Nationally, it’s more like 53% support marriage equality while 45% oppose it. And that has changed drastically over the last two decades. Just 15 years ago, only 27% supported it while 68% opposed.

But hate and bigotry die a slow death. 150 years after the end of slavery and 50 years after the civil rights act, we still have the KKK and skinheads with us, and racist dog whistle politics still works well enough one of the tow parties resorts to it on a regular basis. Racial Prejudice isn’t dead, it’s just mostly in the closet. It’s dying, but it’s a slow, agonizing death.

athenasgriffin's avatar

I think in 15 years, any adult, single, and consenting human beings will be allowed to marry in the United states. Some people are so pessimistic.

Change is coming, and I think it’s coming fast.

Simone_De_Beauvoir's avatar

I really think that it will be common and ‘normal’ eventually. I certainly don’t think gays will be thought of as ‘less than’ for centuries to come, like @MyNewtBoobs said but who knows.

throssog's avatar

Gay Marriage? If , by this you mean Civil Marriage – then the answer is : It already is legal. However, it may not be recognized in “your” state or nation, as yet. If you mean Religious Marriage: That has no meaning under USA legal system as such, i.e., until registered with the civil authorities in the state in which ceremony was performed.
To, hopefully, clarify my comments: Civil marriage is nothing more than the formation of a civil corporate entity, i.e., a corporation. Thus, when dissolving it, i.e., divorce, there must be a division of assets and allocation of continuing responsibilities and debts ( child support, alimony, etc.)
Religious Marriage carries no such burdens. But is a metaphysical stat of eternal union which secular law can not entertain.

funkdaddy's avatar

From CNN today – I was wrong about same-sex marriage

Just one person, but one person who stood up and argued against same sex marriage for a number of reasons. It would seem to be indicative of changing views in general.

I was a strong opponent of same-sex marriage. Fourteen years ago, Andrew Sullivan and I forcefully debated the issue at length online (at a time when online debate was a brand new thing).

Yet I find myself strangely untroubled by New York state’s vote to authorize same-sex marriage—a vote that probably signals that most of “blue” states will follow within the next 10 years.

MrItty's avatar

@throssog No, it is not already legal. At least, not most places. Only 6 states in the United States have legalized gay marriage. There are some others where marriages performed elsewhere are legally recognized there, but there are significantly more where it is explicitly forbidden. It is the opposite of legal. It is not a matter of simply “recognizing” a civil contract between two people. There are literally over a thousand laws and statutes that govern what married people can do that same-sex couples legally cannot. Officials who attempt to grant a marriage license or perform a wedding ceremony for those couples are subject to arrest and prosecution.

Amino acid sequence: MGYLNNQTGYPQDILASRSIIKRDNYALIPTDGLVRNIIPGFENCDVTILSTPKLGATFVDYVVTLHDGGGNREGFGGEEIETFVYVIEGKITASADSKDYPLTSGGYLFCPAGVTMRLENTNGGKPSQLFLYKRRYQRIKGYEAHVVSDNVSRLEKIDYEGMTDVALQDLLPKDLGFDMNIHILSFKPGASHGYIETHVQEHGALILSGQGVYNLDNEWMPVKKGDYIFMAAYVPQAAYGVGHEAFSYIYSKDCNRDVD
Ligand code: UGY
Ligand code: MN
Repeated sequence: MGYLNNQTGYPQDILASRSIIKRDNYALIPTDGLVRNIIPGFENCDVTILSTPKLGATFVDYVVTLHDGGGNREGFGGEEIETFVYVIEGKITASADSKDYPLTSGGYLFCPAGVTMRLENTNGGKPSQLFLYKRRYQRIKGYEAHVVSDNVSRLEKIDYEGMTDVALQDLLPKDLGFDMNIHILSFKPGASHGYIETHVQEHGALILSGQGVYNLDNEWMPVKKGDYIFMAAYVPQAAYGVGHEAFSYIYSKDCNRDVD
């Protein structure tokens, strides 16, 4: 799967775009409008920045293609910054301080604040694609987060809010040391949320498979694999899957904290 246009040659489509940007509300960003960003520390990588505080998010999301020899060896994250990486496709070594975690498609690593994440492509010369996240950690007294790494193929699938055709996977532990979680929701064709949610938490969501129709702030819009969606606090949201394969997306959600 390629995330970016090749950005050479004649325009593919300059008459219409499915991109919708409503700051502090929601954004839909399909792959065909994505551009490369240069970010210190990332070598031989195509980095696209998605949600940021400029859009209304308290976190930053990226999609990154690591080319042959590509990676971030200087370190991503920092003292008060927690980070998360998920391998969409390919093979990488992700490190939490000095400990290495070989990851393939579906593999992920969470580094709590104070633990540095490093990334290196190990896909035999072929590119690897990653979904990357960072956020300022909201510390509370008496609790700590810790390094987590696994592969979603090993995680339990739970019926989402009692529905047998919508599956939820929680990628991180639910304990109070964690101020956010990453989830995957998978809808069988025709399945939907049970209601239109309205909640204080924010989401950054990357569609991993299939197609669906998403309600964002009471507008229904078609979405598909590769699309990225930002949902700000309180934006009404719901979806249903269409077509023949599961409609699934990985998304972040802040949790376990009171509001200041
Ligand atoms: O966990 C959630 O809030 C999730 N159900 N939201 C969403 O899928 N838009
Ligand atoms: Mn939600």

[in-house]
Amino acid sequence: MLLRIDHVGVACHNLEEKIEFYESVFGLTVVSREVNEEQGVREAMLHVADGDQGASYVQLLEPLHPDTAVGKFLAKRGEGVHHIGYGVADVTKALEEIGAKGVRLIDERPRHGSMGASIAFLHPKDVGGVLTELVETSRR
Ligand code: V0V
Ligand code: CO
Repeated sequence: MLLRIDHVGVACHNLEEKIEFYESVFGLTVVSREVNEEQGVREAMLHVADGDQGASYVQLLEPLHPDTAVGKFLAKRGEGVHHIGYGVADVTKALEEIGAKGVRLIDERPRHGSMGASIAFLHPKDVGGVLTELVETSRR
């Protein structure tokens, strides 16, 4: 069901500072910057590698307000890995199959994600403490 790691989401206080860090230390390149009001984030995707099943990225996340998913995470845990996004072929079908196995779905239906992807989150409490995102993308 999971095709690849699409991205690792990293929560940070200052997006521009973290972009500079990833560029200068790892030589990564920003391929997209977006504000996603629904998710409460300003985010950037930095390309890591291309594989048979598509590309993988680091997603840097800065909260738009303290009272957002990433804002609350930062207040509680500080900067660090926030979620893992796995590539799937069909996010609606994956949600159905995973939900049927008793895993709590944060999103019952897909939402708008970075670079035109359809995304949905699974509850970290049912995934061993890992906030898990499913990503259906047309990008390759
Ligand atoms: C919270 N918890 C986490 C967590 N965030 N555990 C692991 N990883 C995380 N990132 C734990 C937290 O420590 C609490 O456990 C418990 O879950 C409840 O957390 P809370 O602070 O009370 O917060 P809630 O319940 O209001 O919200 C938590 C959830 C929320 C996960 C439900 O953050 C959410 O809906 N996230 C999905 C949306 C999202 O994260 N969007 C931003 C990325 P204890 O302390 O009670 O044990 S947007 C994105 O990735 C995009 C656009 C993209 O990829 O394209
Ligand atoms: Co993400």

It is SIGNIFICANTLY more than a simple formation of a civil corporate entity.

Plucky's avatar

The worldwide comparison of homosexual marriage is very staggered. Wikipedia has an interesting map of homosexual laws/marriage – scroll a bit lower for the colour key to the map. It’s interesting to see it laid out like that.

Same-sex marriage is legally recognized nationwide in: Argentina, Belgium, Canada, Iceland, the Netherlands, Norway, Portugal, South Africa, Spain, and Sweden (source).

throssog's avatar

Dear Mrlitty, It would seem that you and I have a misunderstanding as to the meaning of terms. The problem would, to me, seem to be that you and the USA confuse what is “A Law” with what is legal and lawful. The attempt is being made to formalize either the rejection or acceptance of civil unions within a framework of gender bias and without regard to the state of civil law as regards the creation of civil corporations as such under USA and state(s) law.
IMHO, to permit this distraction to set the premise(s) of the argument/debate is a prime case of self-defeatism. But, perhaps you would view it differently?

kheredia's avatar

@throssog Nobody is talking about religious marriage (we all know that will never happen, not in our lifetime at least). As of now, a gay couple cannot walk into any courthouse in the U.S. to get married unless they live in one of the 6 states where it IS legal. For some of us, the civil marriage is more important than the religious marriage and that is all that we (supporters of gay marriage) are asking for; to be legally married to the person they love.

ETpro's avatar

@kheredia Religious marriages are available right now in Massachusetts and other states where same-sex marriage has been legal for some time. I am sure the same will be true in New York. It is up to each church and denomination to decide their position on that issue. The Human Rights Council has compiled this list of gay friendly Christian churches. Of course, there are other religions and some of them are far more welcoming of all humans.

But given that it took the Pope 359 years to get around to admitting that the Sun is the center of the Solar System, and that Galileo was right, not a heretic; I would say you are right when it comes to Catholics and fundamentalist prostetants.

kheredia's avatar

@ETpro Interesting… I had no idea.. I guess you do learn something new every day! Maybe we’re not that bad after all.

ETpro's avatar

@kheredia I’m a lot more sanguine about humanity’s chances than many. When I look back at ancient history, we have made some progress since the days when rape and pillage ruled the entire world. Still got a long way to go, but were heading mostly in a positive direction.

mattbrowne's avatar

Yes. Progress is unstoppable.

ETpro's avatar